Skip to main content

Language and Usability

In commenting on a recent blog entry, Kevin Brennan gave an example of a requirement:

"the user interface will be available in English, French, and Spanish"

Kevin's point was to illustrate how some requirements are testable but not quantifiable, since "quantifiable" implies numeric measurement. I understand and agree with his point. "English", "French", and "Spanish" are not numbers :-)

However, I wanted to digress a bit and further evaluate his example of a requirement. His example strikes me more as a design decision than a requirement.

Why would a stakeholder want the user interface to be available in any of those languages? What problem does it solve to make the user interface available in those languages? The problem it solves is making sure that the target market is able to use the product. Presumably, the target market includes a substantial number of English-, French-, and Spanish-speaking people.

The real requirement is to make the product usable by these people. Usability requirements typically include profiles of various types of users. Instead of specifying that the user interface must be available in various languages, the requirements should simply include language-speaking characteristics in the user profiles. The product must satisfy the usability requirements for these users.


Popular posts from this blog

Why Spreadsheets Suck for Prioritizing

The Goal As a company executive, you want confidence that your product team (which includes all the people, from all departments, responsible for product success) has a sound basis for deciding which items are on the product roadmap. You also want confidence the team is prioritizing the items in a smart way. What Should We Prioritize? The items the team prioritizes could be features, user stories, epics, market problems, themes, or experiments. Melissa Perri  makes an excellent case for a " problem roadmap ", and, in general, I recommend focusing on the latter types of items. However, the topic of what types of items you should prioritize - and in what situations - is interesting and important but beyond the scope of this blog entry. A Sad but Familiar Story If there is significant controversy about priorities, then almost inevitably, a product manager or other member of the team decides to put together The Spreadsheet. I've done it. Some of the mos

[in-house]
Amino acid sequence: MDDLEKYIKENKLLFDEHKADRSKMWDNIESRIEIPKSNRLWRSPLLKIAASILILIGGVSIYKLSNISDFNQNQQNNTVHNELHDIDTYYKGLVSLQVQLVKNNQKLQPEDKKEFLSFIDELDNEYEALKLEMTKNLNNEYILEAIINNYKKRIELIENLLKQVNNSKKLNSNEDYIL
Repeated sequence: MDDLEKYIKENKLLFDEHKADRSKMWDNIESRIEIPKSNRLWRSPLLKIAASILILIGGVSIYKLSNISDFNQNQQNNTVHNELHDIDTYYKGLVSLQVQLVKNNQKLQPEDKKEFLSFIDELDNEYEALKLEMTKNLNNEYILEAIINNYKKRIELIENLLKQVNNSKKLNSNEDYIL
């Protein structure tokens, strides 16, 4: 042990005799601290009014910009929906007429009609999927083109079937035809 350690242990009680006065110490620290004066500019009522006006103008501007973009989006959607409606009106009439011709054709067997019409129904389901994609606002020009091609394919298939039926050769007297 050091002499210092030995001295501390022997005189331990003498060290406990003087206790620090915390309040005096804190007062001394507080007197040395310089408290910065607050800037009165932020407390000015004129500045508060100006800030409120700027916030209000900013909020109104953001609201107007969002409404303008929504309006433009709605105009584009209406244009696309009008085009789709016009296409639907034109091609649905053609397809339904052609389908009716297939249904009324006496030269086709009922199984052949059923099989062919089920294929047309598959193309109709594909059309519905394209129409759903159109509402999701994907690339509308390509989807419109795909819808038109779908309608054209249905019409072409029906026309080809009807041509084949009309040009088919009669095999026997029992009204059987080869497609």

Interaction Design: the Neglected Skill

Your product development organization has a big, gaping hole in it. (Be prepared to feel defensive as you continue reading.) One of the most important roles in product development is the role of interaction designer. An interaction designer designs how the users will interact with the product and conceptualize the tasks they perform. He decides whether, for example, the user interface will be command driven, object oriented (clicking on objects then specifying what to do with them), or wizard based. The interaction designer decides the individual steps in the use cases. Every company has one or more people that play the interaction designer role. Usually, those people have little or no expertise in interaction design. Sadly, they typically don't even realize how unqualified they are. Let's see who typically plays the role at companies. Engineer . An engineer is an expert on building what is designed. Yes, an engineer may know how to design the internal structure of the hardware